Posts Tagged ‘ Review ’

Mass Effect 2 on the PS3 Review

Mass Effect 2 PS3 IGN Video Review

I’ve played through it twice and here’s my take on it.

PS3 owners have had to wait an eternity for this game make it on Sony’s console from the Xbox but thankfully Bioware has delivered the same game (almost) with a few perks.

The PS3 version is the best version of the game visually uses the Mass Effect 3 engine. The clothes look more detailed. You can now tell the difference between armor and spandex. The scars on Shepard’s face are rougher and things seem a bit brighter. Add to the fact that all three DLCs (Overlord, Kasumi, and Lair of the Shadow Broker) are included, it makes playing it a bit better.

The blu-ray media allows the entire game to played off a single disc without having to swap anything out (see Xbox version). But it requires a mandatory 6GB install from the disc and you’ll need to download the Cerberus Network content from the Playstation Store after you’ve created your EA Account. Though it is possible to go through the game without the Cerberus Network, it is the only way to see the comic book which explains the events of the first game. This is a pain.

The comic book is the only way to create decisions in the first chapter to affect the events of this game. That will take another 900++ MB download. Even then, it’s still not complete and this is where my disappointment with the game lies.

Sure, the comic book lets you easily choose who to save, who to rescue, who you have a relationship with. But there are glaring differences in the game, especially if you’ve played through the Xbox version.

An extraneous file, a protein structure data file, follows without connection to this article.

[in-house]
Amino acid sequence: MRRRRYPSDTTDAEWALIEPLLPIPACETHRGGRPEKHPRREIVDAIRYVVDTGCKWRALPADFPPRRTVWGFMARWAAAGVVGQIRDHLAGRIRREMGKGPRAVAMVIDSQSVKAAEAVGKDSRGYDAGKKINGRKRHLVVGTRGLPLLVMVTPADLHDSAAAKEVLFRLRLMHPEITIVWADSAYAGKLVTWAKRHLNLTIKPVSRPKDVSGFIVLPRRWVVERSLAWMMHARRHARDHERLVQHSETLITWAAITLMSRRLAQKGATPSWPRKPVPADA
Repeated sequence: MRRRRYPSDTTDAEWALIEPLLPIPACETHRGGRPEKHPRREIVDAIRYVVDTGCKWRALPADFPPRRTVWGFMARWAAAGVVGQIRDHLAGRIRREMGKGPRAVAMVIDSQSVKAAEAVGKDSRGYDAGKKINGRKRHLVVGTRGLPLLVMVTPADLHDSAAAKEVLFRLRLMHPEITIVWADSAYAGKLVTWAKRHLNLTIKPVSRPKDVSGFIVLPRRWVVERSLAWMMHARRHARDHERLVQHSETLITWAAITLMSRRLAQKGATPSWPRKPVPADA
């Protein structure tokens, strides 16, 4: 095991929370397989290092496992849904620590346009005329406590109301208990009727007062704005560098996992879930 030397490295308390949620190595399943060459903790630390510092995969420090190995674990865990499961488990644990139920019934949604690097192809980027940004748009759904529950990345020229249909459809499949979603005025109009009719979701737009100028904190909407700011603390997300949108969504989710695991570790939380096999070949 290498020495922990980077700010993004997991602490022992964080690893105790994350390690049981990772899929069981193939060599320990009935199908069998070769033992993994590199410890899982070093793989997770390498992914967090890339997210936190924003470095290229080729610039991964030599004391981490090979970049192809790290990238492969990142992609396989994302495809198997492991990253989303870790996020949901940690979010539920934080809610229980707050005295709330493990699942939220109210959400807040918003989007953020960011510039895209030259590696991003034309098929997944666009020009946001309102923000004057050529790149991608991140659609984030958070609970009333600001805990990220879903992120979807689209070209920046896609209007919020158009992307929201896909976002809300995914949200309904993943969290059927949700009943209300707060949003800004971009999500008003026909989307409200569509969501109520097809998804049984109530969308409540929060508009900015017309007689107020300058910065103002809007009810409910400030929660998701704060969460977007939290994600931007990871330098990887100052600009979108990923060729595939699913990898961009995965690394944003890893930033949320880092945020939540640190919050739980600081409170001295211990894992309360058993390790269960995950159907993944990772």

These are events that never happen in the PS3 game but happen in the Xbox version.

Missing characters:
Helena Blake, the crime lord who asks you to get rid of her rivals which you are given a choice to either kill her or convince her to give up her life of crime. If you picked the paragon path, you’ll see her again on Omega.

Rana Thanoptis, you encounter the Asari scientist in the first game in Virmire. If you let her go, you’ll see her again while recruiting the Krogan Warlord.

Shiala, if you let her live after defeating the Thorian in Feros, she stays behind to help the colonists. She once again needs your help in Illium.

Conrad Verner, your number one fan. Does not appear in the Dark Star Lounge in Illium.

Gianna Parsini, the detective you help out in Noveria (surprise, surprise!) needs your help in an entrapment operation. You still get to talk to the merchant but now you are able to get discounts from her kiosk on Illium.

Nassana Dantius. She plays a pivotal role in Mass Effect 2 since she is the target of Thane Krios, the assassin you’re trying to recruit. You help her kill her sister in the first game, but now she’s never met you in her entire life.

Not really a missing event but I can’t stand the bug where if you chose Liara in the first chapter as your love interest, Kaidan’s picture appears instead. There’s also the annoying clipping of edges of your character while playing. This is really bothersome especially in the Overlord mission.

With the exception of Giana Parsini, all the other characters can be missed. However, these are the details which make the game fun to play. To be able to see the results of the decisions you made brings a little smile to my face. But not to see them makes me feel the game seems to be missing something.

So which is better? Where shall I continue the adventures of Shepard and the Normandy?

This leads me to conclude that I will end up playing both games. Though the PS3 is superior in technology, the story is what matters to me and the Xbox still delivers the complete package for the game with all the decisions, side quest results and the characters you let live in the previous game.